The last application is that we should labor diligently for Jesus in this life. This is the application that Paul gives at the end of 1 Corinthians 15:58,

58 Therefore, my beloved brothers, be steadfast, immovable, always abounding in the work of the Lord, knowing that (your labor) in the Lord is not in vain.

The resurrection makes that so. There is no fruitful, frustrated work for the Master. The resurrection absolutely guarantees that every bit of work is not in vain. Our opportunities are too short in this life to yield even one.

We want to look at the resurrection of the body for the wicked. Just as surely as there is a Heaven for the resurrected body of the righteous, there is a Hell for the resurrected body of the wicked. The wicked do not die and disappear, never to return in soul or in body. No, they too are made in God’s image and those who are without Jesus Christ will one day rise from the dead in bodily form.

Two lines of evidence are in the Old Testament and the New Testament. How do we know that there is a resurrection of the body for the wicked? In Daniel 12:2, which we read earlier, says,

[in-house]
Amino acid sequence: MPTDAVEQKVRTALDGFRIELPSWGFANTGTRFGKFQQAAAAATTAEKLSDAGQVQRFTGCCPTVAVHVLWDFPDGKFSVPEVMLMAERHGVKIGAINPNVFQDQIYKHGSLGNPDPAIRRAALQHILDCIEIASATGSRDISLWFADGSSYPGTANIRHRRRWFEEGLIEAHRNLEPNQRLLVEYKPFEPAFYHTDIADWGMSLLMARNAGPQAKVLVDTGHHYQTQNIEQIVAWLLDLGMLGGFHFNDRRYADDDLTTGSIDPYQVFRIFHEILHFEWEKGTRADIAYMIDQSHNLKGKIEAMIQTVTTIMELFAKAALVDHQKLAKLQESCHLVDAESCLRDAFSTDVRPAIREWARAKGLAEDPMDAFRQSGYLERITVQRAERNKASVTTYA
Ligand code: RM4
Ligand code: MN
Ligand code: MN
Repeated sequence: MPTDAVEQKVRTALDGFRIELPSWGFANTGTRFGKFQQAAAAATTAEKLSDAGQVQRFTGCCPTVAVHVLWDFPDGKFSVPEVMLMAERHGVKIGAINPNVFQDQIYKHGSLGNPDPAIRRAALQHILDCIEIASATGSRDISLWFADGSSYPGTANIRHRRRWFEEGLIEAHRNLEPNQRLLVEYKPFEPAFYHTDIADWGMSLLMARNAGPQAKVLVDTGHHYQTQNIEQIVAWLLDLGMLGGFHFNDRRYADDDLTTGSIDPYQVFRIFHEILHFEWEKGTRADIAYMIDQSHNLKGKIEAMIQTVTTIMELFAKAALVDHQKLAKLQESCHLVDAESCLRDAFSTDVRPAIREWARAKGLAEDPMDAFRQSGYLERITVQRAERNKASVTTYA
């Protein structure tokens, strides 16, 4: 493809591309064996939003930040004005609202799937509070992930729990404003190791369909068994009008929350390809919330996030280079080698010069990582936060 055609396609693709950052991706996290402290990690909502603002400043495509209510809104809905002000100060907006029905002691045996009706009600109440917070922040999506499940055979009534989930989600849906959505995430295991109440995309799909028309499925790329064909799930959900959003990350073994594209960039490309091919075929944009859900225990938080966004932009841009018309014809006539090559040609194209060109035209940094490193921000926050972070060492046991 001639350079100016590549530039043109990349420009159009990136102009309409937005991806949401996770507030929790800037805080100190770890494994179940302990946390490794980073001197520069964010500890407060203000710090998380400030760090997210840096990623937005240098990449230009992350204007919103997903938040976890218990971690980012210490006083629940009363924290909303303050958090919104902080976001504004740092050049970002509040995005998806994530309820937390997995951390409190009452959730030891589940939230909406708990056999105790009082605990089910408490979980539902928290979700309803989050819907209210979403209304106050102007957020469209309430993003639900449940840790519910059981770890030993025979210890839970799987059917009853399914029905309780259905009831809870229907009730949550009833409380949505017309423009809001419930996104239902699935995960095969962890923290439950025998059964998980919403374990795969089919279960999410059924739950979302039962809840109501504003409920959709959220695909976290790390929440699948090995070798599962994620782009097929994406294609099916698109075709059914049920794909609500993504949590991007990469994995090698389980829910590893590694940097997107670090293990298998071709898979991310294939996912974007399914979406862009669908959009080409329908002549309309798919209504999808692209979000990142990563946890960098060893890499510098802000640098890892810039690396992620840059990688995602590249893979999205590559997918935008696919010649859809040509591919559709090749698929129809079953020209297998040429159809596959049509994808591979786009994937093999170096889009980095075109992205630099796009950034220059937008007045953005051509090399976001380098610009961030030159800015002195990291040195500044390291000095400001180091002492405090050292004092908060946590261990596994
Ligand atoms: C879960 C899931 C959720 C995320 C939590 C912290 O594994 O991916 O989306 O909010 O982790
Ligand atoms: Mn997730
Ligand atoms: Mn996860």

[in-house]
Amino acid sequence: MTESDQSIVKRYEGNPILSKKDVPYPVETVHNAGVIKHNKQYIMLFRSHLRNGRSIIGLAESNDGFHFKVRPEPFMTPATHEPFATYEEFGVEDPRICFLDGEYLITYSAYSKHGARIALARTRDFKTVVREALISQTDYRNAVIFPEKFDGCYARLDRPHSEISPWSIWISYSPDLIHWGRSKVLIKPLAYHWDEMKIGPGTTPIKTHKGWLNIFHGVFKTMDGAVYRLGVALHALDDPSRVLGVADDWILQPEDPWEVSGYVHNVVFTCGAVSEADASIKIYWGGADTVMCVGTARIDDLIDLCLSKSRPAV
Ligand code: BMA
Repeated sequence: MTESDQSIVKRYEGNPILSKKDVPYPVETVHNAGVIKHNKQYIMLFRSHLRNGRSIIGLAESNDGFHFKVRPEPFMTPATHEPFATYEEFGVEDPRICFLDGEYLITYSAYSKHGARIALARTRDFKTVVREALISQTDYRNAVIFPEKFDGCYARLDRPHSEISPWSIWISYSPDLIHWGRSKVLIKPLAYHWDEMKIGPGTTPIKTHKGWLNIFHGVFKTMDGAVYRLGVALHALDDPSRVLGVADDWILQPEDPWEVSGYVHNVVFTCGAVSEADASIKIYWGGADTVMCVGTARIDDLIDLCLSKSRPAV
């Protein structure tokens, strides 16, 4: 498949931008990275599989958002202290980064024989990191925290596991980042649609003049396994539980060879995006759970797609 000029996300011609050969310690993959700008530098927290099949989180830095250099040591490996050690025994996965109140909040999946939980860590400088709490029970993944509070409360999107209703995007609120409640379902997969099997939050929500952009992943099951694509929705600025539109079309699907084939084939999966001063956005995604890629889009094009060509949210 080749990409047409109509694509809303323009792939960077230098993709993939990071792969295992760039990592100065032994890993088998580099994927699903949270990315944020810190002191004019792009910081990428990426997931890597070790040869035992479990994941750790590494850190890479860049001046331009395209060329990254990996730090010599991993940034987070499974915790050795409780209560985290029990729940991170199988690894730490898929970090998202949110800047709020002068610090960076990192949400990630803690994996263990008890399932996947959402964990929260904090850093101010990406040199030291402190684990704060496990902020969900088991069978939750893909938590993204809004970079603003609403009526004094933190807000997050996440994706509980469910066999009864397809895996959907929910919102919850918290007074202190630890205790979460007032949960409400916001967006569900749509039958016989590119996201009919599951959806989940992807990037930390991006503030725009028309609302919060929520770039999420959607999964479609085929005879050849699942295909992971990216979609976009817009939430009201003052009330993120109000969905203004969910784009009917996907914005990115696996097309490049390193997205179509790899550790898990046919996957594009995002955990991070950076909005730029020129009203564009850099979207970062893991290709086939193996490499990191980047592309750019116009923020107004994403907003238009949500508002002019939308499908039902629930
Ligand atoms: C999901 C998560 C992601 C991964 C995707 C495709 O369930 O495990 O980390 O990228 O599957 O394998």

…some to everlasting life, others to shame and everlasting contempt.

There is also Isaiah 66:22-24, a key verse in this regard, which says,

22 “As the new heavens and the new earth that I make will endure before me,” declares the LORD, “so will your name and descendants endure. 23 From one New Moon to another and from one Sabbath to another, all mankind will come and bow down before me,” says the LORD. 24 “And they will go out and look upon the dead bodies of those who rebelled against me; their worm will not die, nor will their fire be quenched, and they will be loathsome to all mankind.”

Let’s turn to the New Testament evidence and the primary evidence we have is Jesus in regards to this Doctrine of the Resurrection of the Wicked, or the Unjust, and to Hell itself. In Matthew 5:29-30, we read these words, as Jesus is speaking,

29 “If your right eye causes you to sin, gouge it out and throw it away. It is better for you to lose one part of your body than for your whole body to be thrown into hell. 30 And if your right hand causes you to sin, cut it off and throw it away. It is better for you to lose one part of your body than for your whole body to go into hell.”

Jesus, in Matthew 25:30 and 46, talks about Hell being a place where the “worm doesn’t die” and “where there is fire and torment.”